Submitted to: United States Animal Health Association Proceedings
Publication Type: Abstract Only
Publication Acceptance Date: 7/12/2003
Publication Date: 7/12/2003
Citation: Gast, R.K., Mitchell, B.W., Holt, P.S. 2003. Evaluation Of Culture Media For Use In Detecting Airborne Salmonella Enteritidis In The Environment Of Experimentally Infected Laying Hens With An Electrostatic Sampling Device. United States Animal Health Association Proceedings, p.38, 2003.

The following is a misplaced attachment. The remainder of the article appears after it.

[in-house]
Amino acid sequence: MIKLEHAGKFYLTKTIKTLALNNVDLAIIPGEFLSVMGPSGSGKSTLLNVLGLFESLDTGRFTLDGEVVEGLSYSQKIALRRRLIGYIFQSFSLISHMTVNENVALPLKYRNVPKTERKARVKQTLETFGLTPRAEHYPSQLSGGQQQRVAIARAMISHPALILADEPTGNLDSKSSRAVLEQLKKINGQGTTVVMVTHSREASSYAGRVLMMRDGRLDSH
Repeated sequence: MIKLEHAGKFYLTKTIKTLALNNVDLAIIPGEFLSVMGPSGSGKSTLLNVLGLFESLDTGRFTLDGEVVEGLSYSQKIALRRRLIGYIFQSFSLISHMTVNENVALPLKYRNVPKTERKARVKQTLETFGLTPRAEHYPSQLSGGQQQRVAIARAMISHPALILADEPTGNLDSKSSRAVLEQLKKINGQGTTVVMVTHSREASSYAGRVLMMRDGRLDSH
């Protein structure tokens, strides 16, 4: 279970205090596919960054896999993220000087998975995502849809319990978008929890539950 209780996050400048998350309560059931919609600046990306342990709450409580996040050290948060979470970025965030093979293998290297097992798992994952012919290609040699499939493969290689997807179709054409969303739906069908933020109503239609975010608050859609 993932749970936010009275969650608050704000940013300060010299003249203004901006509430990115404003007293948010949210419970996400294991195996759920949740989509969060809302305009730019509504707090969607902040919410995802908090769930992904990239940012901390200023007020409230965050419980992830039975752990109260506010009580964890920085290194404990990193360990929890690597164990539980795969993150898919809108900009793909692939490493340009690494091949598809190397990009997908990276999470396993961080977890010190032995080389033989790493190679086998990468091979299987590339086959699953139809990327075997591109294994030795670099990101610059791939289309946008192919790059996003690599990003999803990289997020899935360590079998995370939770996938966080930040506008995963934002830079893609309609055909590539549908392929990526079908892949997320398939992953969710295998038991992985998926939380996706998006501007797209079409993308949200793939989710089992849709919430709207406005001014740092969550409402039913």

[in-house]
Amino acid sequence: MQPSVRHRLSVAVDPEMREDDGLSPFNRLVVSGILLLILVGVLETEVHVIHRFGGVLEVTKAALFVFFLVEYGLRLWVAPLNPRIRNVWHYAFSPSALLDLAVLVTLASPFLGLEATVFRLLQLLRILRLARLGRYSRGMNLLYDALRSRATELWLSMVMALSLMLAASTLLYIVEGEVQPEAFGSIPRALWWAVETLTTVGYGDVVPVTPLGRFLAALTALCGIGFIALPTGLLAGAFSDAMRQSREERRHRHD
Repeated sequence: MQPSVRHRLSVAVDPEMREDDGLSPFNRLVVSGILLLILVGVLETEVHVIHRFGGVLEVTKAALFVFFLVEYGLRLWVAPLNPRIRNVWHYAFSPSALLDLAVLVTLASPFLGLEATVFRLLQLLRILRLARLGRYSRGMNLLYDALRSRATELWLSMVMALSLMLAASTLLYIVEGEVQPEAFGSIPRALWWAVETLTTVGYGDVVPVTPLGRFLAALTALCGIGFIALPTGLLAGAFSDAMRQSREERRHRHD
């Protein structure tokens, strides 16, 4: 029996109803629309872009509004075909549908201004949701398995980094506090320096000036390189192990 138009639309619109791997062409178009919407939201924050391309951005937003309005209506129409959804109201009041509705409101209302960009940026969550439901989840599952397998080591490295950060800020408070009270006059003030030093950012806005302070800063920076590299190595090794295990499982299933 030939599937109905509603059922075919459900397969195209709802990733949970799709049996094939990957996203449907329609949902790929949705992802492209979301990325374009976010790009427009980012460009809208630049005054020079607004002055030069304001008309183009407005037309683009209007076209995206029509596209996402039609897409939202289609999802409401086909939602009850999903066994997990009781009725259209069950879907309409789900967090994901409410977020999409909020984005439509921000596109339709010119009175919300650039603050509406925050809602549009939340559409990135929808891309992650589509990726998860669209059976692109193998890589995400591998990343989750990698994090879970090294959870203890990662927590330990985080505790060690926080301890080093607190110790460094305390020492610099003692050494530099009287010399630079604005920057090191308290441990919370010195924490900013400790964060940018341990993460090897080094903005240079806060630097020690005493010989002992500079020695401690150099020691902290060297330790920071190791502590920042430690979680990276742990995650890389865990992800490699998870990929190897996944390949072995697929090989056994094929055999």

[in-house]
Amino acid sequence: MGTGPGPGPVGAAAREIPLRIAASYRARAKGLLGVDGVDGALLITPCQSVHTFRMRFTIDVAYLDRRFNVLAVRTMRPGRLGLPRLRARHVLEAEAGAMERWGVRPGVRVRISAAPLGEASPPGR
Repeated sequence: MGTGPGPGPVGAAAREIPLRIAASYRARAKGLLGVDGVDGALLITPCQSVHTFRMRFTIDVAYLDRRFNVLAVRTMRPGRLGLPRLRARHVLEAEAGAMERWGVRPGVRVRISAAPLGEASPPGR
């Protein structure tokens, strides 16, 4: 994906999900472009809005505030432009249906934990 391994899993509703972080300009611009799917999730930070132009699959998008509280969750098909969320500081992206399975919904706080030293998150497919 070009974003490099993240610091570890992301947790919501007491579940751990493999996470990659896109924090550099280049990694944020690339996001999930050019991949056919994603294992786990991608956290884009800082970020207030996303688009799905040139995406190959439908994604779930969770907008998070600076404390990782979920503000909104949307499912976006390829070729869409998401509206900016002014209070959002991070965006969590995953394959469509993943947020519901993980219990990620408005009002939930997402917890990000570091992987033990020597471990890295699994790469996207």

Technical Abstract: Detecting Salmonella enteritidis in the environment of commercial laying hens is a critical aspect of efforts to reduce the production of contaminated eggs by infected flocks. Bacteriological culturing of samples taken from environmental sources such as manure pits and egg belts has been the most commonly used method for screening laying houses to determine whether further testing is necessary. Culturing air samples from poultry house environments might offer an efficient alternative approach for detecting the presence of pathogens such as S. enteritidis. In the present study, an inexpensive and portable electrostatic air sampling device (ESD) was applied to detect S. enteritidis in rooms containing experimentally infected laying hens. In each of two replicate trials, 40 hens were housed in individual cages and the floor of the isolation room was not cleaned during the experiment (allowing manure, dust, and feathers to accumulate). After oral inoculation of the hens with a phage type 13a S. enteritidis strain, air samples were collected three times each week with the ESD onto plates of 6 types of culture media (brilliant green-novobiocin agar, modified lysine iron agar, modified semisolid Rappaport-Vassiliadis agar; Rambach agar, XLD-novobiocin agar, and XLT4 agar). Air samples were collected on each plating medium by exposure for periods of one and two hours. Air sampling plates were incubated for 40 hours at 37° C, examined for presumptive identification of typical S. enteritidis colonies, and were then subjected to confirmatory enrichment culturing. Weekly samples of voided feces from each hen were also collected and cultured for S. enteritidis. Both air samples (collected using all six culture media) and fecal samples were positive for S. enteritidis for 3 weeks post-inoculation. Because presumptive visual determination of the presence or absence of typical S. enteritidis colonies on air sampling plates was not consistently confirmed by enrichment culturing, the post-enrichment results were used for comparing sampling strategies. Air sampling periods of one and two hours with the ESD did not yield significantly different frequencies of recovery of S. enteritidis. The frequency of positive air sampling results using brilliant green-novobiocin agar (66.7% overall) was significantly greater than was obtained using most other media. A combination of several plating media (such as brilliant green-novobiocin agar, modified lysine iron agar, and XLT4 agar) allowed detection of S. enteritidis at an overall frequency of 83.3% over the three weeks of sampling.